5 Factors Bringing Canadian Sports Closer to the Fans in 2021

Sports of all kinds have long since held an indomitable significance in Canada, but it is clear that the emphasis Canadians place on the world of sports is only going to continue to grow in the months and years to come. 

There are five factors that are bringing sports fans together as more people are watching sports or even attending them in person. And some of them are talking about the hottest sports-related topics from fashion faux pas to featuring hockey games in multiple languages and more. Let’s take a look at those factors that make Canadian sports very interesting to watch this year:

1. Online Sports Betting

Inarguably, the world of sports extends far beyond the football pitch or the tennis court — it is the atmosphere and incredible enthusiasm and passion felt on the sidelines, amongst lifelong fans, that represents the very lifeblood of the industry. 

Fans can indulge their love of sports in myriad ways, but very few bring them closer to the action than putting down a wager on their favourite and inserting themselves into the heart of the action as it unfolds. What makes online betting in Canada so special is that sports fans don’t have to go to a local casino to place bets. They can do that all from the comfort of home. With just a few clicks of a button, they can bet on who will win upcoming contests.

2. A Fashion Controversy Of Olympic Proportions

Whether you are for it or against it, being part of the conversation is what brings sports fans together. Such is the case when the clothing that the Canadian athletes will wear during the closing ceremonies of the Summer Olympic Games in Tokyo was revealed. It got to the point where some sports fans said ‘they wish it was a joke’. 

Canadian athletes will be donning jean jackets with graffiti that looks like a blast from the past. Some fans are outraged that it isn’t traditional sportswear, while others seem to like how it stands out from the crowd.  

3. Hockey Night In Canada Goes Multilingual

Aside from the English and French broadcasts, Hockey Night in Canada will be broadcasting two games in seven different languages. They include Arabic, Cantonese, German, Hindi, Mandarin, Tagalog, and Vietnamese. This is intended to allow Canadians to listen and watch the game of hockey in their own, native language.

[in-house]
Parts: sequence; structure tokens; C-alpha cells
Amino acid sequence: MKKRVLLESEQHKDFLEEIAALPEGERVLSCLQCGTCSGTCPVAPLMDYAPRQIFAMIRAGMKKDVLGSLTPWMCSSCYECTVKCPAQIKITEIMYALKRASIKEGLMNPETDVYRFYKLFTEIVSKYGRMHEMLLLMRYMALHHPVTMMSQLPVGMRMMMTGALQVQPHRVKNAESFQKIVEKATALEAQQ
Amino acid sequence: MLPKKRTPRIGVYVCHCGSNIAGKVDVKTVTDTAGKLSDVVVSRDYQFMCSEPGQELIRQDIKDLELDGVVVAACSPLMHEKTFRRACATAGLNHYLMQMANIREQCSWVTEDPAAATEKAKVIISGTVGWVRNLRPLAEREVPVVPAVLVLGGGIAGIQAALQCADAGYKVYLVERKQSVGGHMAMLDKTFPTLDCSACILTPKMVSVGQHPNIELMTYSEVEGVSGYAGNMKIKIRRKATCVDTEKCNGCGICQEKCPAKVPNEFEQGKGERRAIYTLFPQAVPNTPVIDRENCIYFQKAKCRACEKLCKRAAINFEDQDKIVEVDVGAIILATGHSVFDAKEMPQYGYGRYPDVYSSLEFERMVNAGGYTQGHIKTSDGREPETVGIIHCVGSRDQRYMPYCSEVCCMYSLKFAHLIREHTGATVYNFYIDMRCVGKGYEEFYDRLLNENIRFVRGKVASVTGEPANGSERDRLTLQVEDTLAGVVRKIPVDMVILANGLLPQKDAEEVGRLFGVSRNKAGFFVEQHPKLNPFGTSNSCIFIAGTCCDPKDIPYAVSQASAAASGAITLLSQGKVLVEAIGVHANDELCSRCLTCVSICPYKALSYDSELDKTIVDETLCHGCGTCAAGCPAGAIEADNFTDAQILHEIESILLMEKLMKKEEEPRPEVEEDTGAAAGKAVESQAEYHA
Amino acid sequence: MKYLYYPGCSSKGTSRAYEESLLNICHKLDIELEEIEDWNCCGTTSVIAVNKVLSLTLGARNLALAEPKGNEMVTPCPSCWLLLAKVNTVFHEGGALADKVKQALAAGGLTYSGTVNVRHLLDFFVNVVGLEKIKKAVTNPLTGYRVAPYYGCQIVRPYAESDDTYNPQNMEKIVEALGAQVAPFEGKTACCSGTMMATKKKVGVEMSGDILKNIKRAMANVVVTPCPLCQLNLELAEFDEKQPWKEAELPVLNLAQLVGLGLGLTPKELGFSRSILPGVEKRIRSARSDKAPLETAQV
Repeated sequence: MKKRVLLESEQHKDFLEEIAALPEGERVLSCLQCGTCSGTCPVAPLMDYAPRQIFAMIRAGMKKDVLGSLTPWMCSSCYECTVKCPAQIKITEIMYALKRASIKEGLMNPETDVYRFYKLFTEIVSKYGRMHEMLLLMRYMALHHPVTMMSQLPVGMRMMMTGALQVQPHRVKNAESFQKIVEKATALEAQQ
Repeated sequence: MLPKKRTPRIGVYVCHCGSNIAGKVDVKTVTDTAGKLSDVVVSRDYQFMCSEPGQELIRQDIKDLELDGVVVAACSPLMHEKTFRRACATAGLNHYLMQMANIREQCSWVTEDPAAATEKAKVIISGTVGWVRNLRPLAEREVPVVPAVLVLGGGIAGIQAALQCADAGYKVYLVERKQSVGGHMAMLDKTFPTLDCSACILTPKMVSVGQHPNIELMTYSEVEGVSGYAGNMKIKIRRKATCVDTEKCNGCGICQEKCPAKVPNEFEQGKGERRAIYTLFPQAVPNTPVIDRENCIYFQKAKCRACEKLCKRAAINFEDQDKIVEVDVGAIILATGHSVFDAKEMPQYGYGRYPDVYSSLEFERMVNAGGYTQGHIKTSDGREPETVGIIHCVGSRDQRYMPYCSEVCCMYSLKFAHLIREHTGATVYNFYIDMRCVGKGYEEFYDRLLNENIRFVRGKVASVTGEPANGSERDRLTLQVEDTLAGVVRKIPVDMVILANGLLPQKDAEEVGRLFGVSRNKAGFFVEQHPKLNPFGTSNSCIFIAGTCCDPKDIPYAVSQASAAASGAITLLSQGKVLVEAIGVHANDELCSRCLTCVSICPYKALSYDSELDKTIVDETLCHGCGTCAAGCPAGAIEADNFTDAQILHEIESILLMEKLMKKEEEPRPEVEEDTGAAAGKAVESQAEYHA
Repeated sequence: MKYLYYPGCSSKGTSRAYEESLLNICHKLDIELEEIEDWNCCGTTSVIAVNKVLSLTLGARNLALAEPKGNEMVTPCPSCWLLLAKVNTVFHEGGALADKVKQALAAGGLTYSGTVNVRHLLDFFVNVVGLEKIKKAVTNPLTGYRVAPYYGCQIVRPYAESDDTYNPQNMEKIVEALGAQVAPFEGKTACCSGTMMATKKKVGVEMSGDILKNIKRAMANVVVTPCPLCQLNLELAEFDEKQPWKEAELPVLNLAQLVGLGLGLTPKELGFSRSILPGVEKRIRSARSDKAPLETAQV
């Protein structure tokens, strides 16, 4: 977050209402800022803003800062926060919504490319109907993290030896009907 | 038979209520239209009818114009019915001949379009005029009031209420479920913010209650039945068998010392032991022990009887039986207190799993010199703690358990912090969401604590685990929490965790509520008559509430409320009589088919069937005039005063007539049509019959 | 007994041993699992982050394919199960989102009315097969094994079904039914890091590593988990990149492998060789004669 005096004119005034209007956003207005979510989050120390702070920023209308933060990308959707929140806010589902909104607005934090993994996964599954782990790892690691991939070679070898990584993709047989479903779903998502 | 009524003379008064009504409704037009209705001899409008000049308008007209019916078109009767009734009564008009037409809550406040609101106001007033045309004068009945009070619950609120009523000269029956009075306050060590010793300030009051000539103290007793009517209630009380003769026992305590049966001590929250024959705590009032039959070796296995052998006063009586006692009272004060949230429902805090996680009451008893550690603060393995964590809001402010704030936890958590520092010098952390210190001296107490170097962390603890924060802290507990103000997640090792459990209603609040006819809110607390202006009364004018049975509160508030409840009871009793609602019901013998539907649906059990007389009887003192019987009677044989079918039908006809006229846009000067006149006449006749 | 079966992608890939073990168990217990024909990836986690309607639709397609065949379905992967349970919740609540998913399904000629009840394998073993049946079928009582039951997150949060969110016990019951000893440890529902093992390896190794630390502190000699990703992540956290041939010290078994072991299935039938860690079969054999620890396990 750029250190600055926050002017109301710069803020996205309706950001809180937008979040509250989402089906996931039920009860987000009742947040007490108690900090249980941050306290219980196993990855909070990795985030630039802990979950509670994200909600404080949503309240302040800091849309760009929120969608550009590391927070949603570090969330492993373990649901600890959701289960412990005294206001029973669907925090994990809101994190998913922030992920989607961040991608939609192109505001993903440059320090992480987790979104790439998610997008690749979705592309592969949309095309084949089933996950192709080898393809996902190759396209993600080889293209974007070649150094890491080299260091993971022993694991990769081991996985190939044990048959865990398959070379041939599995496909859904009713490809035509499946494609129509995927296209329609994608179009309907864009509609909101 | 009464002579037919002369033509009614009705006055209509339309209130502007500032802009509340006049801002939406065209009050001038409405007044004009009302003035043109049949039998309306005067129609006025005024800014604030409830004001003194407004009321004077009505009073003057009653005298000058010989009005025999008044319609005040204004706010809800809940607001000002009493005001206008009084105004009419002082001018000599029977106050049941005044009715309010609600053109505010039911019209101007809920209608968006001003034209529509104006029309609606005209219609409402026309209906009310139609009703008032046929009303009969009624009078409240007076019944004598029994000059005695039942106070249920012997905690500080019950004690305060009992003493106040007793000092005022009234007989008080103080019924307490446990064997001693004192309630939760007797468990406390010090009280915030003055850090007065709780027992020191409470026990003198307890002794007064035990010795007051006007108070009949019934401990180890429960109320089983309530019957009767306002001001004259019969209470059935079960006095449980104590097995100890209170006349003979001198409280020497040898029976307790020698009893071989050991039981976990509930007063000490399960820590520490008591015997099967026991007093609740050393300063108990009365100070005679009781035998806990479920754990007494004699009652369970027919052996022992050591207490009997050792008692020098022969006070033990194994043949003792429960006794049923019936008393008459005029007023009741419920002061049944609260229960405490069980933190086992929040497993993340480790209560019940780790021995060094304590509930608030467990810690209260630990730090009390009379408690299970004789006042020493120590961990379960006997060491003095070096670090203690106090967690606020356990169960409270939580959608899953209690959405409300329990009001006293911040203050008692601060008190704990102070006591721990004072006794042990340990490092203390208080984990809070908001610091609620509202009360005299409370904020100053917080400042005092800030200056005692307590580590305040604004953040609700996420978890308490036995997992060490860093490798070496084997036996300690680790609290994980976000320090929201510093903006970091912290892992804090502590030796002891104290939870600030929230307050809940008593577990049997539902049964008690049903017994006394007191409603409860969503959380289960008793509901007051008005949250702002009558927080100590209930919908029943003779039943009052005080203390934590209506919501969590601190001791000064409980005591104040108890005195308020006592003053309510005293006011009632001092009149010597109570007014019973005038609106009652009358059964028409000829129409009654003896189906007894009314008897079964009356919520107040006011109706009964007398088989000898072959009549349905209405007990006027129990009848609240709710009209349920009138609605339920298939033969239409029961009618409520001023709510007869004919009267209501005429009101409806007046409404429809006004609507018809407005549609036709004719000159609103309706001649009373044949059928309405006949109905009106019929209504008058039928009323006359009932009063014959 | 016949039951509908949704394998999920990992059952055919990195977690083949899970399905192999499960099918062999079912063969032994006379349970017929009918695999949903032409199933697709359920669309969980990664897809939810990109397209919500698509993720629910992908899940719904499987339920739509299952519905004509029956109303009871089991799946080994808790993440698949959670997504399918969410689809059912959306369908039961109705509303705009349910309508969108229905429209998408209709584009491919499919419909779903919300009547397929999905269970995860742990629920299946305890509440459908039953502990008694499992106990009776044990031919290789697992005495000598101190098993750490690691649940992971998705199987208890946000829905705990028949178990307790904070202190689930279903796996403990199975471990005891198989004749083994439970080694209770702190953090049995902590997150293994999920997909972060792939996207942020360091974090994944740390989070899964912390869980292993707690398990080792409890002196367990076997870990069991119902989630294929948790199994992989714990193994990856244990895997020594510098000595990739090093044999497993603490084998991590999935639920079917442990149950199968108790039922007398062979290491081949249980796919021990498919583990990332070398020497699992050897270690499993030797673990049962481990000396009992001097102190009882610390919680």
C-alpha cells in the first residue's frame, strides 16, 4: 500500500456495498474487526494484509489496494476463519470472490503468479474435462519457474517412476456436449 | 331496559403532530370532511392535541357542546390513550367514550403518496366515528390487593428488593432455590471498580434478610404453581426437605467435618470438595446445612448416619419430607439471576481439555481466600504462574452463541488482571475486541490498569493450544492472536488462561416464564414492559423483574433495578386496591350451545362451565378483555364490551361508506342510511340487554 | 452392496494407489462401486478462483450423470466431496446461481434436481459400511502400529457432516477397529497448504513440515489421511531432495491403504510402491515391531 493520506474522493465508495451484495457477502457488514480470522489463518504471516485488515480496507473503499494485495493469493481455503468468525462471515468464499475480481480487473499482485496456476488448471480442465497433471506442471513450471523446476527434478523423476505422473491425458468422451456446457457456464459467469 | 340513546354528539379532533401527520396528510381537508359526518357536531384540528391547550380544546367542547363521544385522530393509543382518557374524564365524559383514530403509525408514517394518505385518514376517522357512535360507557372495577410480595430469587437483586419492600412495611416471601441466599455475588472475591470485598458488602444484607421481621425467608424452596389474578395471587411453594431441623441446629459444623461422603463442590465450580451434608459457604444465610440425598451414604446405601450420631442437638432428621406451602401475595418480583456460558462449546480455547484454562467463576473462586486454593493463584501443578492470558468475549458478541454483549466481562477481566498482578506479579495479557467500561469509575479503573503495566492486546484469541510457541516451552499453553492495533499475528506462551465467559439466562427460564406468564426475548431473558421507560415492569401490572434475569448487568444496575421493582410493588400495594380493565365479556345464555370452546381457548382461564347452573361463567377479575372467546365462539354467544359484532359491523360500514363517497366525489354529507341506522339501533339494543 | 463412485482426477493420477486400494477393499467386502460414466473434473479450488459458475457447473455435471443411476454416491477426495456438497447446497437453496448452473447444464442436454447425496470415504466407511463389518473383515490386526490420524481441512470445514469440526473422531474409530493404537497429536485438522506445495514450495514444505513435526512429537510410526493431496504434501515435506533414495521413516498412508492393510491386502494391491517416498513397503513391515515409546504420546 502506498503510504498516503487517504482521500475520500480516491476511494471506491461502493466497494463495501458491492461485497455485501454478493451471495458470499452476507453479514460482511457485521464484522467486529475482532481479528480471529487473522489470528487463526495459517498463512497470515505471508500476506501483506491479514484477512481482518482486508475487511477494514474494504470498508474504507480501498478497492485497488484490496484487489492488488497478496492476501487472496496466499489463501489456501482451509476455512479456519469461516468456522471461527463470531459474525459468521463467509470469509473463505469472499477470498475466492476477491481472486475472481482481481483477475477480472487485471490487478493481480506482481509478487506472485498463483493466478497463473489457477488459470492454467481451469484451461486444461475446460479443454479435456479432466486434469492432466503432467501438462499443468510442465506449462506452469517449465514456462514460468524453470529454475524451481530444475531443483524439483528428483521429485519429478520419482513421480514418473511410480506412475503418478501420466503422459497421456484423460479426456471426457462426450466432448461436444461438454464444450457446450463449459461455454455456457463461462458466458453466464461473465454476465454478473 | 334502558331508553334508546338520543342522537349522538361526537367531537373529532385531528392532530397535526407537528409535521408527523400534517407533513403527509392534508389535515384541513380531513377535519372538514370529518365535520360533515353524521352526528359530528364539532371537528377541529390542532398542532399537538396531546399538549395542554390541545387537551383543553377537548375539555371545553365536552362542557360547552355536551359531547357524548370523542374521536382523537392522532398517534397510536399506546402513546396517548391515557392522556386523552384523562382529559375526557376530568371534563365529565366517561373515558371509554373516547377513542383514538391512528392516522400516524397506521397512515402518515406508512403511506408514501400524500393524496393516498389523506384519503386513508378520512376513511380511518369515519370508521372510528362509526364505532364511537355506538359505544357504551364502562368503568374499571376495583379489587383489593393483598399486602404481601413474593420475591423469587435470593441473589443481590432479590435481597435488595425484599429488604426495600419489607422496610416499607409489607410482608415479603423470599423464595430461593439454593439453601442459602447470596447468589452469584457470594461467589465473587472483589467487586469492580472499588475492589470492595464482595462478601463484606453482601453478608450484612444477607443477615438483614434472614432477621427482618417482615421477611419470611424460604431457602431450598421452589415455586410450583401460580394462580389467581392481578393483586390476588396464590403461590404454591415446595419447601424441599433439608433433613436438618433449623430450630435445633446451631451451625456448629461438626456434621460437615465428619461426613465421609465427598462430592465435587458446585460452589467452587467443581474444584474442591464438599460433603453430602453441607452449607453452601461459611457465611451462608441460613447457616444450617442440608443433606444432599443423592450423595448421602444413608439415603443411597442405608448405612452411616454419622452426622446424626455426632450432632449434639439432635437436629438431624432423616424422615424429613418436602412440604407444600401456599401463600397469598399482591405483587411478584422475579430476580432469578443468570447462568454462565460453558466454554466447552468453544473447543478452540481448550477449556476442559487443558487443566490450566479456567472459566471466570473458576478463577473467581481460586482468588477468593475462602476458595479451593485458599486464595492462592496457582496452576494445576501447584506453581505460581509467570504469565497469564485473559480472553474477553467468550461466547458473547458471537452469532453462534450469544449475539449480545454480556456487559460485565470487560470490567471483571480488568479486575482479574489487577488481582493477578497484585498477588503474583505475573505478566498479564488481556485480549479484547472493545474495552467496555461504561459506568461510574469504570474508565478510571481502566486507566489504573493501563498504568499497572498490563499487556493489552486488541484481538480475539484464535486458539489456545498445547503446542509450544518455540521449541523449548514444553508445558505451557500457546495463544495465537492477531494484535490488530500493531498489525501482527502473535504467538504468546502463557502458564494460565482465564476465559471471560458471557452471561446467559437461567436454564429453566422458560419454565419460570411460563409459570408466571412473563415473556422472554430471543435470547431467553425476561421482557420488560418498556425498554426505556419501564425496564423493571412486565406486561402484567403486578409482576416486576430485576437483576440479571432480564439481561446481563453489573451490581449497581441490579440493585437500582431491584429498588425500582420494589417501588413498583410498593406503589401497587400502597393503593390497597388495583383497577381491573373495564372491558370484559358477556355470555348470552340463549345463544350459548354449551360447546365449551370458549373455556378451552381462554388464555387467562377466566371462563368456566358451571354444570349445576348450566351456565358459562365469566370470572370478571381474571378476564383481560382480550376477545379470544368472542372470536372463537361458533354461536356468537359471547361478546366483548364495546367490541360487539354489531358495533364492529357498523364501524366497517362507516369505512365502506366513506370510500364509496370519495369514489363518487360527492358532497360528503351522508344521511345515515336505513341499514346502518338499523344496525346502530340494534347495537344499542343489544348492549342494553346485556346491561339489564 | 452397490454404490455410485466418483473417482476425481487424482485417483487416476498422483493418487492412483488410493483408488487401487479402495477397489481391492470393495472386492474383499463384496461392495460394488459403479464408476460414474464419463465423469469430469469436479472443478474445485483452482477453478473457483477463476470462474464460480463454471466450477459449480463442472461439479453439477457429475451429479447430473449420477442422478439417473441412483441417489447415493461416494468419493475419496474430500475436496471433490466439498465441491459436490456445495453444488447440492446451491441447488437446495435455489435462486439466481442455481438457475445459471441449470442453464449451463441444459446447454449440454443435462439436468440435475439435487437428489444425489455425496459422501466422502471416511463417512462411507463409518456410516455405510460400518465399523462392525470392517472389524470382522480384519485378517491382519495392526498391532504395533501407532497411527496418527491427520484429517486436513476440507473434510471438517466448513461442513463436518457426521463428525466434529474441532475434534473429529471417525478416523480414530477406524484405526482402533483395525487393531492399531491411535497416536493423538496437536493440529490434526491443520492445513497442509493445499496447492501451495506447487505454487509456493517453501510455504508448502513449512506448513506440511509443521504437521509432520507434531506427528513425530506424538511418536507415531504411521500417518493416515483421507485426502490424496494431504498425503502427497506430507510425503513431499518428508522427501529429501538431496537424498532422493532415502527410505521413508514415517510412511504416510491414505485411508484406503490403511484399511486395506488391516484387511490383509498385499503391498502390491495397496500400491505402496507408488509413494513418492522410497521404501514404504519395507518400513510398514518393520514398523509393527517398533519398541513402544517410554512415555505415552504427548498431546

Hockey is part of Canada’s culture. And what better way to share it with the many immigrants of the country than broadcast the sport in different languages. Two games were livestreamed on April 24 in these languages – the Toronto Maple Leafs vs the Winnipeg Jets and the Vancouver Canucks vs the Ottawa Senators.

4. The Olympics Promises Summer Excitement

The Summer Olympic Games in Tokyo are fast approaching and, as always, Canadian athletes will compete in various sports with the full support of the country behind them. If there is one country that is very supportive of its nation’s athlete’s, Canada is for sure the front-runner for being the most passionate. 

5. Creating new Opportunities for a Wider Variety of Sports

While, for many of us, thoughts of football, golf, and athletics will inevitably spring to mind when we think of sports, recent years have given way to a bubbling undercurrent of eSports — also known as competitive video gaming. This relatively new industry has already proven highly popular around the world, and countless spectators tune in to watch the action unfold between the industry’s champions. 

Now, this electronic sport is about to take on a new significance for Canadian fans. Plans to construct a futuristic eSports arena in Toronto are well underway, ensuring that the country is primed and ready for the future of competitive sports. 

The Canadian Sports Community Is Even Stronger

The Canadian sports fans is a close knit community. They can talk or watch sports as if it were a religion of some kind. With the sports world turning its sights on the latest events and developments for 2021, there is plenty for fans and players to get excited about.



About Joel Levy 2575 Articles
Editor-In-Chief at Toronto Guardian. Photographer and Writer for Toronto Guardian and Joel Levy Photography